He founded the start-up, People Soup, in 2016, which is dedicated to making behavioural science accessible, practical and useful in organisations to enhance well-being, collaboration and performance. He has recently delivered evidence-based training to people in the NHS, Civil Service, teachers, and a variety of ballet companies including Northern Ballet, Rambert and Scottish Ballet. He has also designed and delivered bespoke workshops for a group of Senior Leaders at a multinational technology company, a diversity group at a Global American Bank and a customer loyalty organisation embarking upon a large scale change programme.
Prior to his portfolio career, Ross spent over 20 years in Senior HR roles in Government. He holds a BSc (Hons) in psychology from the University of Dundee and Masters degrees in Human Resource Management and Organisational Psychology. He is a Fellow of the Chartered Institute for Personnel and Development (CIPD) and also hosts the popular podcast – People Soup – nourishing the mind, flourishing at work.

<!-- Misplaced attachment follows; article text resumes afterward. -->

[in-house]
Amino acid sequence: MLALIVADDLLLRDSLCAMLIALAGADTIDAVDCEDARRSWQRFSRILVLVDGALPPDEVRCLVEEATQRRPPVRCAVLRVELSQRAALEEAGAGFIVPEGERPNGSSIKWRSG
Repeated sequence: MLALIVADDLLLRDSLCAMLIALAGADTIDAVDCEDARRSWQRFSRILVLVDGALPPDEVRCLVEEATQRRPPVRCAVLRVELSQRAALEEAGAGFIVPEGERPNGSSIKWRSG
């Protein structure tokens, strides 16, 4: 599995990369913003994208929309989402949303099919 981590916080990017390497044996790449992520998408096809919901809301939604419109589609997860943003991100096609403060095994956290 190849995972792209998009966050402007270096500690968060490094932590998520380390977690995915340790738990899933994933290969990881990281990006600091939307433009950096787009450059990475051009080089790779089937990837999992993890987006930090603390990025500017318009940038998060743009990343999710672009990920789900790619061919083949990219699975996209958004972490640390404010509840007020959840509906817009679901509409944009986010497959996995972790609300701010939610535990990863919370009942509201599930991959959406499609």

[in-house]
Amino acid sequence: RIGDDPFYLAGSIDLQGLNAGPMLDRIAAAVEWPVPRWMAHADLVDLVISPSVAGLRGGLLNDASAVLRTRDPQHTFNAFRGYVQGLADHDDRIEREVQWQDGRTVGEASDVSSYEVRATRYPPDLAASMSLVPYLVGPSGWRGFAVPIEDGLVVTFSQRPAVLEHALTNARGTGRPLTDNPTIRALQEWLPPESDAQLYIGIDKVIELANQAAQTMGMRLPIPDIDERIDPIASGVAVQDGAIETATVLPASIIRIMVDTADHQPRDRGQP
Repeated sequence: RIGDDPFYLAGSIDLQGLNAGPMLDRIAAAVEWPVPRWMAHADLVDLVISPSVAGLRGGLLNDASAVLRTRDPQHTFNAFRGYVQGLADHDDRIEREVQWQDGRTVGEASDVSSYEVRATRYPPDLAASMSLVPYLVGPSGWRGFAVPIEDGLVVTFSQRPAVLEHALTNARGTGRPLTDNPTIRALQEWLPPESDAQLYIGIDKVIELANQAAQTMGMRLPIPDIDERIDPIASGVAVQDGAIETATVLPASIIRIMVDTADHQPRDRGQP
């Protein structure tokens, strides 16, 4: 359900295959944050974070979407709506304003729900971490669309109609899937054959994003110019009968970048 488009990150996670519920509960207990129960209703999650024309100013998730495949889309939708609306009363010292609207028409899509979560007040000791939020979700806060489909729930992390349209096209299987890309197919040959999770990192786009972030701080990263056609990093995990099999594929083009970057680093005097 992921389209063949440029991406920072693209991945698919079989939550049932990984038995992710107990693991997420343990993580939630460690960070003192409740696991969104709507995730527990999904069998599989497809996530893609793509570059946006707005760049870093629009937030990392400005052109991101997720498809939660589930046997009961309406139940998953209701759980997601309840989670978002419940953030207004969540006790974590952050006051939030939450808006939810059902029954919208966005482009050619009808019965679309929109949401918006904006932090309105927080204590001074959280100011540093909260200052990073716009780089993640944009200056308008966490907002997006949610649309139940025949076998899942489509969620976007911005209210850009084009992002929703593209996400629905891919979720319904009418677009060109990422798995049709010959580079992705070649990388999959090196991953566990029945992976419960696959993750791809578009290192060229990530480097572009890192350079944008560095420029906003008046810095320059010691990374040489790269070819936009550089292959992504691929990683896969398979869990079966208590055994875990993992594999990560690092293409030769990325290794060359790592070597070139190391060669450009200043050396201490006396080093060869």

Dr Annie Gascoyne is an organisational psychologist, trainer, facilitator, consultant and coach who uses behavioural science to equip people and organisations with skills to achieve their aims, with a greater sense of wellbeing, meaning and purpose.
Annie has over 20 years of experience across a wide range of organisations from multinational corporations through to entrepreneurial start-ups, and from financial services to charities. She has worked as an external consultant and coach, and as an internal manager of people, projects, operations and change.
Annie’s transition to organisational psychology was driven by her desire to help organisations and their people to work together more successfully and healthily. Her doctoral thesis, which researched organisational and psychological flexibility, provides her practice with a leading-edge, evidence-based perspective for improving our world of work.
She is also a visiting lecturer at the Institute of Management Studies (IMS), Goldsmiths, University of London, teaching Organisational Behaviour & Health, and Training, Coaching and Counselling courses on the MSc Occupational Psychology programme.